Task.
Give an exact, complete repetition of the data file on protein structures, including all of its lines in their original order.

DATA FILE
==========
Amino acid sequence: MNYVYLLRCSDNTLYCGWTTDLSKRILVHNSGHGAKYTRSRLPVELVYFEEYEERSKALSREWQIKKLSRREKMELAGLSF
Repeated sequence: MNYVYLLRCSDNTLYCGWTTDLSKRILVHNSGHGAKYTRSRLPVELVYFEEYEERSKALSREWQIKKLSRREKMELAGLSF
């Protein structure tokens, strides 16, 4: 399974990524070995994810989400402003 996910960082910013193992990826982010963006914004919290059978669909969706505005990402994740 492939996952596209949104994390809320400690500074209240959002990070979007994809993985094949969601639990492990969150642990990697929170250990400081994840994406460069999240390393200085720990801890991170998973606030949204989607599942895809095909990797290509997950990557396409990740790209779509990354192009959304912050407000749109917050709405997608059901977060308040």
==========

Amino acid sequence: MNYVYLLRCSDNTLYCGWTTDLSKRILVHNSGHGAKYTRSRLPVELVYFEEYEERSKALSREWQIKKLSRREKMELAGLSF
Repeated sequence: MNYVYLLRCSDNTLYCGWTTDLSKRILVHNSGHGAKYTRSRLPVELVYFEEYEERSKALSREWQIKKLSRREKMELAGLSF
């Protein structure tokens, strides 16, 4: 399974990524070995994810989400402003 996910960082910013193992990826982010963006914004919290059978669909969706505005990402994740 492939996952596209949104994390809320400690500074209240959002990070979007994809993985094949969601639990492990969150642990990697929170250990400081994840994406460069999240390393200085720990801890991170998973606030949204989607599942895809095909990797290509997950990557396409990740790209779509990354192009959304912050407000749109917050709405997608059901977060308040």